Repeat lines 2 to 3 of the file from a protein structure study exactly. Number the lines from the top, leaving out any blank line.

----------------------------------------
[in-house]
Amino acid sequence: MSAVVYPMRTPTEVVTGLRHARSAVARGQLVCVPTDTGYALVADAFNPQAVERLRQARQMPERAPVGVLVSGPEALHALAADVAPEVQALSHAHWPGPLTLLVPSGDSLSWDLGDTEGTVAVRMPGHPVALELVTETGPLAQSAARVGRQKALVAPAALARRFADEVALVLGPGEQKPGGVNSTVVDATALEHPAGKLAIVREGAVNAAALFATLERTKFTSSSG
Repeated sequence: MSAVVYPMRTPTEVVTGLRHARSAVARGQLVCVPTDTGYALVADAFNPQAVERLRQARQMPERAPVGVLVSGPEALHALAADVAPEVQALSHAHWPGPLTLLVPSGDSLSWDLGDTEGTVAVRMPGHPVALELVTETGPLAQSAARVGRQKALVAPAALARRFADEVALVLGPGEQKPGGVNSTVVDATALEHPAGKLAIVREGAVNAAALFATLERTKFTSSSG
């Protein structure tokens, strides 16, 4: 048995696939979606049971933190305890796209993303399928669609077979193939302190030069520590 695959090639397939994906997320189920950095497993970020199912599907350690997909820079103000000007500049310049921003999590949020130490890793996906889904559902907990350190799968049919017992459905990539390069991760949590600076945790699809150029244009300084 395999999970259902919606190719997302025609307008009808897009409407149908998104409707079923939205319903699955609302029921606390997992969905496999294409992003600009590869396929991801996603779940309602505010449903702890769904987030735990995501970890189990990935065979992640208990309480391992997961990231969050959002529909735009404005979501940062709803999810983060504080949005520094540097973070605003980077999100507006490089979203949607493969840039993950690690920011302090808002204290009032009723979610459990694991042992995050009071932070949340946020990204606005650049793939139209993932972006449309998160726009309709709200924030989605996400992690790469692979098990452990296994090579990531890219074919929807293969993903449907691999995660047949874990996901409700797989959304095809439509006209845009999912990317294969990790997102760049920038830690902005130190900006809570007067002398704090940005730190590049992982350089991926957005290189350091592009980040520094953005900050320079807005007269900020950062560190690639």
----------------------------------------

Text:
Amino acid sequence: MSAVVYPMRTPTEVVTGLRHARSAVARGQLVCVPTDTGYALVADAFNPQAVERLRQARQMPERAPVGVLVSGPEALHALAADVAPEVQALSHAHWPGPLTLLVPSGDSLSWDLGDTEGTVAVRMPGHPVALELVTETGPLAQSAARVGRQKALVAPAALARRFADEVALVLGPGEQKPGGVNSTVVDATALEHPAGKLAIVREGAVNAAALFATLERTKFTSSSG
Repeated sequence: MSAVVYPMRTPTEVVTGLRHARSAVARGQLVCVPTDTGYALVADAFNPQAVERLRQARQMPERAPVGVLVSGPEALHALAADVAPEVQALSHAHWPGPLTLLVPSGDSLSWDLGDTEGTVAVRMPGHPVALELVTETGPLAQSAARVGRQKALVAPAALARRFADEVALVLGPGEQKPGGVNSTVVDATALEHPAGKLAIVREGAVNAAALFATLERTKFTSSSG